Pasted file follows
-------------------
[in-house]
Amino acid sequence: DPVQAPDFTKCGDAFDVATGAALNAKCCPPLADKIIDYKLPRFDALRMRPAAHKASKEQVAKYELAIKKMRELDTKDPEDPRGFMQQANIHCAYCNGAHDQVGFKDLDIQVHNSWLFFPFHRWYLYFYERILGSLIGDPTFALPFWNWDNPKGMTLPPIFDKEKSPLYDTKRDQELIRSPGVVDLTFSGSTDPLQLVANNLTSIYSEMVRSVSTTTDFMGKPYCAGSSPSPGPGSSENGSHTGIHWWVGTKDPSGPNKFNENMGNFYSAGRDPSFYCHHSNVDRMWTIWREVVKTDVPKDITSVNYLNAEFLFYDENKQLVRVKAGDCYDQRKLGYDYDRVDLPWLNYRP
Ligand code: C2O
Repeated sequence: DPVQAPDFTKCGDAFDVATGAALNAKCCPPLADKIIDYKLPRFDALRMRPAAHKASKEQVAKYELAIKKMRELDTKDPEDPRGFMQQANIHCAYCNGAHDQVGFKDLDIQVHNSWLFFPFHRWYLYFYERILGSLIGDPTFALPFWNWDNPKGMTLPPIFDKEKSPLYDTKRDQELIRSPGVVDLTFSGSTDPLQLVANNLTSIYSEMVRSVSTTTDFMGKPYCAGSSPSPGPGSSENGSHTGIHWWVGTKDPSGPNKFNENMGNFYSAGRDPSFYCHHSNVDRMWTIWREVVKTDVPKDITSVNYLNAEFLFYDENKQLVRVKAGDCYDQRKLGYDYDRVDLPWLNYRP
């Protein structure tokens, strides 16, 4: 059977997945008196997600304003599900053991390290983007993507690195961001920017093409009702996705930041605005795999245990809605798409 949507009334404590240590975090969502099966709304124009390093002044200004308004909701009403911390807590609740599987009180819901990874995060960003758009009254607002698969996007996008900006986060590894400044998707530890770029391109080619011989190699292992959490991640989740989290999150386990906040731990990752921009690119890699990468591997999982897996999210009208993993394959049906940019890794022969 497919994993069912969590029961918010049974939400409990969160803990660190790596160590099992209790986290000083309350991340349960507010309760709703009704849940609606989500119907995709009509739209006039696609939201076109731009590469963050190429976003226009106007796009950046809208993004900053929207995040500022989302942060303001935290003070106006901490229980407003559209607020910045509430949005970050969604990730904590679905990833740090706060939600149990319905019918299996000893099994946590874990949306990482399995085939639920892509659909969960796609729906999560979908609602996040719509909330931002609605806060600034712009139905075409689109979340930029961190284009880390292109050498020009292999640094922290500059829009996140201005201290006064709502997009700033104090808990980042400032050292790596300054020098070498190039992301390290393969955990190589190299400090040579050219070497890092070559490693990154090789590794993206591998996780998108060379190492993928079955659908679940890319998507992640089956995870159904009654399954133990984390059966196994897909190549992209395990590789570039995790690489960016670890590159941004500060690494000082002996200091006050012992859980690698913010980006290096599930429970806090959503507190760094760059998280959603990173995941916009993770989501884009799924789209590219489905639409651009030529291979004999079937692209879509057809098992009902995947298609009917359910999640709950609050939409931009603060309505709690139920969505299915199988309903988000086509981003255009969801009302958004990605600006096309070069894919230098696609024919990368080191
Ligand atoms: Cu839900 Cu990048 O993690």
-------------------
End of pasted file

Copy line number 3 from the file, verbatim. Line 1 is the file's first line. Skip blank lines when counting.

Ligand code: C2O